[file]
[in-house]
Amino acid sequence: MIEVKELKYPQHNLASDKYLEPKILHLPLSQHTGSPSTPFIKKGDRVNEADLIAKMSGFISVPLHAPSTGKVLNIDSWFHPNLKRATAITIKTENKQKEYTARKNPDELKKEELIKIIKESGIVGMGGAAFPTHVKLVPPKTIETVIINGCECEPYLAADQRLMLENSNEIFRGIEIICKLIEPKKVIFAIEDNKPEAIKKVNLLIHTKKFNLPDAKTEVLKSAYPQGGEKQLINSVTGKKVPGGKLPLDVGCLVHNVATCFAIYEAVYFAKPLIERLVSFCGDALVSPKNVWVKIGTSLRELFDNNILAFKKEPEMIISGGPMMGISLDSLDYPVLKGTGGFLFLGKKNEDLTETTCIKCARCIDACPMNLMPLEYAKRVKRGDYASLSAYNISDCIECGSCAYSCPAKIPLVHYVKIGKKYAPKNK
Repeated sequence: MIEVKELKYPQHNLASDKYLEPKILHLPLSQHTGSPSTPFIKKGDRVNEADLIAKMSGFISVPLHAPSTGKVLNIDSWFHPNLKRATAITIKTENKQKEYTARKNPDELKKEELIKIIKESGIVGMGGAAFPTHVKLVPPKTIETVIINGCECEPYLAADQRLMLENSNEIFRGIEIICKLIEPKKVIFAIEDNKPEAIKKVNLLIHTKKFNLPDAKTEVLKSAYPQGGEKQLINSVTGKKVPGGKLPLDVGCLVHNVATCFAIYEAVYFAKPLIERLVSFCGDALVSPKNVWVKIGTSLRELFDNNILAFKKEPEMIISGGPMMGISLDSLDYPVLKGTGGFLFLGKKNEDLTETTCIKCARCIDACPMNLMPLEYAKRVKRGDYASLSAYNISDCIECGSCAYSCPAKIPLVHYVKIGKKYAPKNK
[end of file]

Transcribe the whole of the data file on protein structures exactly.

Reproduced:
[in-house]
Amino acid sequence: MIEVKELKYPQHNLASDKYLEPKILHLPLSQHTGSPSTPFIKKGDRVNEADLIAKMSGFISVPLHAPSTGKVLNIDSWFHPNLKRATAITIKTENKQKEYTARKNPDELKKEELIKIIKESGIVGMGGAAFPTHVKLVPPKTIETVIINGCECEPYLAADQRLMLENSNEIFRGIEIICKLIEPKKVIFAIEDNKPEAIKKVNLLIHTKKFNLPDAKTEVLKSAYPQGGEKQLINSVTGKKVPGGKLPLDVGCLVHNVATCFAIYEAVYFAKPLIERLVSFCGDALVSPKNVWVKIGTSLRELFDNNILAFKKEPEMIISGGPMMGISLDSLDYPVLKGTGGFLFLGKKNEDLTETTCIKCARCIDACPMNLMPLEYAKRVKRGDYASLSAYNISDCIECGSCAYSCPAKIPLVHYVKIGKKYAPKNK
Repeated sequence: MIEVKELKYPQHNLASDKYLEPKILHLPLSQHTGSPSTPFIKKGDRVNEADLIAKMSGFISVPLHAPSTGKVLNIDSWFHPNLKRATAITIKTENKQKEYTARKNPDELKKEELIKIIKESGIVGMGGAAFPTHVKLVPPKTIETVIINGCECEPYLAADQRLMLENSNEIFRGIEIICKLIEPKKVIFAIEDNKPEAIKKVNLLIHTKKFNLPDAKTEVLKSAYPQGGEKQLINSVTGKKVPGGKLPLDVGCLVHNVATCFAIYEAVYFAKPLIERLVSFCGDALVSPKNVWVKIGTSLRELFDNNILAFKKEPEMIISGGPMMGISLDSLDYPVLKGTGGFLFLGKKNEDLTETTCIKCARCIDACPMNLMPLEYAKRVKRGDYASLSAYNISDCIECGSCAYSCPAKIPLVHYVKIGKKYAPKNK